While they get the food figured out, let me say that I expected this commercial to be a lot worse. Burnett took an almost-impossible assignment and created a delightfully animated, intriguing spot. The big-headed cutout and collage-ish frames take us to a parallel universe, where it's not excruciatingly embarrassing to picture Ronald juggling a tomato and an oversized melon, for example. Indeed, with its cool visuals and odd details, it's the kind of commercial you don't mind watching over and over. (It will also work well globally and will air everywhere from Hong Kong to Argentina.)

Animation was the smart way to go. Cartoons appeal to adults and to children, who read them very differently. That said, I think it's a mistake to center the whole initiative on Ronald and his makeover. The whole Bozo the clown thing is extremely dated; outside of the circus, it's hard to take a guy with a clown nose in earnest anymore. Satirical characters like Krusty on The Simpsons have doomed any vestiges of clown innocence. Also, the idea of a strangely dressed, thin man in a wig and makeup (in a tracksuit or not) acting as an "ambassador to children" gets a little McCreepy.

But I'm willing to believe that McDonald's recognizes there is an obesity problem, and I give them credit for initiating this change. It's no doubt going to be met with much skepticism, and selling health is not nearly as easy, or as fun, as selling madly bad-for-you but addictive comfort food. The spot has an upbeat tone without resorting to hectoring or seeming too holier than thou. The question now is what percentage of the media budget this initiative will get, and for how long. Will franchisees withstand several quarters of declining sales while people get re-educated? That's what it's going to take.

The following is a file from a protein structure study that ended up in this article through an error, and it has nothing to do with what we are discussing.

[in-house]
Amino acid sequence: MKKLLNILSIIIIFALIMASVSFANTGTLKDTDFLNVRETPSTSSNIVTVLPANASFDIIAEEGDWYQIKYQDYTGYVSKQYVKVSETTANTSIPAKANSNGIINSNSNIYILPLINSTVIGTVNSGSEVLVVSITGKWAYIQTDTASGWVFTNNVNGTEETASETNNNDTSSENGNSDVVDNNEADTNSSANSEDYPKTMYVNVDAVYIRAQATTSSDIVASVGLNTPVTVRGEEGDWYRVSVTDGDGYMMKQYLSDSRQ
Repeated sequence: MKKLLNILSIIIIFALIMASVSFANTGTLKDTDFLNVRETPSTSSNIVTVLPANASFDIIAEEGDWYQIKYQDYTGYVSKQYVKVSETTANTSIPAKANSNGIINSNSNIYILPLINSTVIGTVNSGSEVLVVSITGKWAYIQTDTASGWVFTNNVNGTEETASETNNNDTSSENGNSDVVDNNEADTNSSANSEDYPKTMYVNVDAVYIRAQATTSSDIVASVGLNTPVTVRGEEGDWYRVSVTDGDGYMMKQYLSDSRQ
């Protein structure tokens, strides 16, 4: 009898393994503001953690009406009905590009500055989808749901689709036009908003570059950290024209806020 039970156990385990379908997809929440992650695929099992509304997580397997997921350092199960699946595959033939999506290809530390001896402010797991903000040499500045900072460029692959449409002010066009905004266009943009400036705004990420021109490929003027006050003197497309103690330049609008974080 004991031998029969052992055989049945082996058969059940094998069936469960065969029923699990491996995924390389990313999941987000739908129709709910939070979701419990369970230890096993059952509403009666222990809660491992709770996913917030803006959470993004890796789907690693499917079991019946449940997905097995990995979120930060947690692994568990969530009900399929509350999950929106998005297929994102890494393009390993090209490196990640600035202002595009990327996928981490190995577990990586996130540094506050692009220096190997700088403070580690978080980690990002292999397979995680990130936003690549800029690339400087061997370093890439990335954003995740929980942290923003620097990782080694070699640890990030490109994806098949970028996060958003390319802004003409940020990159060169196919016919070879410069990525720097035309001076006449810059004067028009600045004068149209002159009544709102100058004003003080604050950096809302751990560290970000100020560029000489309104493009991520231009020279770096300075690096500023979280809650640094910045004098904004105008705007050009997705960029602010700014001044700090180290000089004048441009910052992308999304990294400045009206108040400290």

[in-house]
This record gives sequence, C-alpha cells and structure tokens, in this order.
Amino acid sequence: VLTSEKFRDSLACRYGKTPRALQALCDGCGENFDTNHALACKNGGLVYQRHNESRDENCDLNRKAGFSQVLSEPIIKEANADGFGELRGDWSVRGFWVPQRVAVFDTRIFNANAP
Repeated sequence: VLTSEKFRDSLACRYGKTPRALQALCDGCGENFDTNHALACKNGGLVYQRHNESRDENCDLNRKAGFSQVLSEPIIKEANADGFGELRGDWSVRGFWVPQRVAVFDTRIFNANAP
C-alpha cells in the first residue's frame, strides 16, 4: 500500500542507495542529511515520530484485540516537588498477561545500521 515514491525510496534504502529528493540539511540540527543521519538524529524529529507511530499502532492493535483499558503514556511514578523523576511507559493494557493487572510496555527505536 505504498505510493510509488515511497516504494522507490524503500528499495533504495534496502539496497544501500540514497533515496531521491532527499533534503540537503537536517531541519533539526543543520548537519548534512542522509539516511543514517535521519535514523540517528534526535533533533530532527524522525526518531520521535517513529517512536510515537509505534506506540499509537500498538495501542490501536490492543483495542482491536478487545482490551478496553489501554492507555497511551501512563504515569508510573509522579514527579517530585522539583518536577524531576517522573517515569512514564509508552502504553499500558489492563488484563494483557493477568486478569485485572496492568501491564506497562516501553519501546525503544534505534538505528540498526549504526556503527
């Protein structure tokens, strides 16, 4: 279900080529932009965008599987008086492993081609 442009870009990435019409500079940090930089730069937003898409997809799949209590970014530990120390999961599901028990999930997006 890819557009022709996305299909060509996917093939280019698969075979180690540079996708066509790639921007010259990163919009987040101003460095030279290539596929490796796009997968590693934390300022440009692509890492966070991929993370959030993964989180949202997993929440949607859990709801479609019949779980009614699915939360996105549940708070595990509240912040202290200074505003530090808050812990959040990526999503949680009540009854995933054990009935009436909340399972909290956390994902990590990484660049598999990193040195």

It will be a long, hard row to snowboard. But let's say, non-cynically, that this commercial is a credible start.



McDonald's

"Come Out and Play"



Agency

Leo Burnett, Chicago

Executive creative dir.

John Montgomery

Cd, art director

Keith Hughes

Cd, copywriter

Nancy Slattery

Acd, art director

Jill Fix

Executive producer

Denis Giroux

Producer

Patrick Brennan

Directors

George Jecel, Believe Media

Don Hoeg, Radar

Production cos.

Believe Media

McKenzie/Rudolphe

Line producer

Jessica Wise, Believe Media

FX superviser/editor

Brian Willard, Radar

Animator/designer

Joey Depakakibo, Radar

Music

Larry Pecorella, Comma Music